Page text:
The section in the analysis on the rationale for a maintenance system even reminds us of the dystopian alternative, without noticing that its own figures from November show one in for students taking on the extra debt that it says would represent a failure.
Government intervention is needed because a private sector led credit market for student finance would not work: students would not be able to borrow, partially or fully, the money they need to cover the costs they incur during study and repay the lender once they have graduated and started earning an income.
We are bound by all the rest
Some say the system we have now is fundamentally fine – that it is tweaks rather than radical reform that are necessary. The basic idea – that the bulk of state funding for things other than research is delivered through flat loans for tuition fees, repaid on an income-contingent basis, has, it is said, worked well.
Above all, they say, contrary to the doomsters that claimed that £9,000 fees would mean “Opportunity Blocked” or “Access Denied”, expansion has been encouraged, and opportunity has expanded.
But now, without the “fiscal illusion” of the financing of higher education’s great expansion around to spare us from making the case for its costs, we are stuck – with a frozen unit of resource, more and more being expected of that resource, less subsidy of it through higher and longer repayments of student loans, and less and less in real terms in the pockets of students.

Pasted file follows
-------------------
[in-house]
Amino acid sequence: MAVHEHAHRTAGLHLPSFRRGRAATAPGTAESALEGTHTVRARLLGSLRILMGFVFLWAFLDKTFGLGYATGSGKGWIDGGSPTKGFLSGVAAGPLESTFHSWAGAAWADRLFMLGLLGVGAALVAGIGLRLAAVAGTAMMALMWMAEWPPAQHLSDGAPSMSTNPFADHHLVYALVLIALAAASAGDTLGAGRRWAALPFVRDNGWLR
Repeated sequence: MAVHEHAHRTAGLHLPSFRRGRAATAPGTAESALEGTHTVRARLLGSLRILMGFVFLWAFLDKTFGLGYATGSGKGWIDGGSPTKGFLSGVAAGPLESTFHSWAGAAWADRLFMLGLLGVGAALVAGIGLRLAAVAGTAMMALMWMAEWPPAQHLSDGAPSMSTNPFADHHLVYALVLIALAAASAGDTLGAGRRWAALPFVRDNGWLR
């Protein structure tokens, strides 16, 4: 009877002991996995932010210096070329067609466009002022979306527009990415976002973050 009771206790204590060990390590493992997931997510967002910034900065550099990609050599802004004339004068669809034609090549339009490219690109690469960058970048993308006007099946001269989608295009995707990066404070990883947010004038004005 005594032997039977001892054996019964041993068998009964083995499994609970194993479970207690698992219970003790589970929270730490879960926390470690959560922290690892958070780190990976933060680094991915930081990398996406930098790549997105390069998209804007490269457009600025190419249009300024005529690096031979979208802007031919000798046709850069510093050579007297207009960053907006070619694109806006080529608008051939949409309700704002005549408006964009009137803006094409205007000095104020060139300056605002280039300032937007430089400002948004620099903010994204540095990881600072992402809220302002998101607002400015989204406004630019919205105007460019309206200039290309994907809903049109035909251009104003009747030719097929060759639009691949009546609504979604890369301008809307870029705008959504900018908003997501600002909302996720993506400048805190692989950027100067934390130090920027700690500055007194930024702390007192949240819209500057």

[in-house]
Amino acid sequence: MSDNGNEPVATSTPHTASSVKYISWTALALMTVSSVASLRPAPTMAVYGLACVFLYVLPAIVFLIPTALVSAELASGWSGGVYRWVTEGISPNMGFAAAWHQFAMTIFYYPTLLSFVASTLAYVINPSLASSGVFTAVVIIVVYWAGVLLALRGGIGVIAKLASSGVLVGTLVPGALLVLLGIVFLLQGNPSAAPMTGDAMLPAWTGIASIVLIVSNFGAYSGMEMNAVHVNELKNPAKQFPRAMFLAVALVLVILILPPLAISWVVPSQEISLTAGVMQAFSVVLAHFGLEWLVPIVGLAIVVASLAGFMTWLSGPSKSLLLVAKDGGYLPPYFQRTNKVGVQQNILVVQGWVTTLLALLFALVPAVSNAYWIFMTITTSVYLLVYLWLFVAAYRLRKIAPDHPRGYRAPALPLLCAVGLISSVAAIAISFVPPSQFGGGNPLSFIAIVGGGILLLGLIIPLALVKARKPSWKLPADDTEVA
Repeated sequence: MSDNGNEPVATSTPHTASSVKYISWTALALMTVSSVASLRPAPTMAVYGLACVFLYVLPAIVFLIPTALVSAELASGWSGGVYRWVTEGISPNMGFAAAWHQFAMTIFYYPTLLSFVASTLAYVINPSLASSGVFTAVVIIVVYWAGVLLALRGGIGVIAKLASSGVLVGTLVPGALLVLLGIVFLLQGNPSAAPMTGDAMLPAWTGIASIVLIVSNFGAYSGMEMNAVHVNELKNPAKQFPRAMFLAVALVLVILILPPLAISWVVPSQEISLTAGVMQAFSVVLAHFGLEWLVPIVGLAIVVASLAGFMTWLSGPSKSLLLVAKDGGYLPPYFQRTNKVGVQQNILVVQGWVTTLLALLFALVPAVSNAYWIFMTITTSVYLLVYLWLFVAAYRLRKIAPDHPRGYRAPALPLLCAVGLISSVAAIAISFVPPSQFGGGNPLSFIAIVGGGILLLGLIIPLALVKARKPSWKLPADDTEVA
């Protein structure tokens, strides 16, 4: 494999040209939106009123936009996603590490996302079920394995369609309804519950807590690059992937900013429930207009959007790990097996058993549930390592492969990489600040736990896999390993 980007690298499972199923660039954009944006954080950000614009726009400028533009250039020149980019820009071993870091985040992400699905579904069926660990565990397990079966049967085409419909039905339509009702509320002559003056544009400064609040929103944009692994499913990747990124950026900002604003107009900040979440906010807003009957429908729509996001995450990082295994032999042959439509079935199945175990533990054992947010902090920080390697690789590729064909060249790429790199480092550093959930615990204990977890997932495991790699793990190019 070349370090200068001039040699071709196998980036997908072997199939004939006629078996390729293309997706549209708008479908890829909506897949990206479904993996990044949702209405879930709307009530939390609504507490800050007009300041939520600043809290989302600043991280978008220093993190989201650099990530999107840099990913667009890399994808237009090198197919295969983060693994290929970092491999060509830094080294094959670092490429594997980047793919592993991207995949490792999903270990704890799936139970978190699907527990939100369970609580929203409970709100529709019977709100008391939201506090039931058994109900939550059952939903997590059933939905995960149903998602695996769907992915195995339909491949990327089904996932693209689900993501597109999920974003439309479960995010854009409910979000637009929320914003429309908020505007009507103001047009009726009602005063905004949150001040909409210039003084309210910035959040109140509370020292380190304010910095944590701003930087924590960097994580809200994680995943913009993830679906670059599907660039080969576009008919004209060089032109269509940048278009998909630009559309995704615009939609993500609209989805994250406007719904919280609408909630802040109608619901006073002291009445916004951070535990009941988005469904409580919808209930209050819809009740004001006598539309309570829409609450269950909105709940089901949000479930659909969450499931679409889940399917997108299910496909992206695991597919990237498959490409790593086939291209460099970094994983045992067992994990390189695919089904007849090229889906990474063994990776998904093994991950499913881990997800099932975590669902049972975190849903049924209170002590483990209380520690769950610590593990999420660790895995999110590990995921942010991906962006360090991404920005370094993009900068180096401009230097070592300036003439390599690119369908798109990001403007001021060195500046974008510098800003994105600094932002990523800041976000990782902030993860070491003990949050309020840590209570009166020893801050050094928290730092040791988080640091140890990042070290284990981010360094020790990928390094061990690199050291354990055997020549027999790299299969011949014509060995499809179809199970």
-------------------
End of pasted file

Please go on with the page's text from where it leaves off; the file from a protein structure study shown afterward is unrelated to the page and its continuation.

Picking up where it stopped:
What kind of expansion of opportunity is it when those who are now afforded it pay much more for much less?
It is becoming pretty clear that as the maintenance loan declines in value, more university money will need to go into student financial support in coming years – that’s certainly the direction of travel over student premium funding, for example.
But imagine the Access and Participation working groups in the coming weeks. For a start, many of the members of those groups stand to lose staff or even their own jobs if we pivot back towards cash rather than other types of support.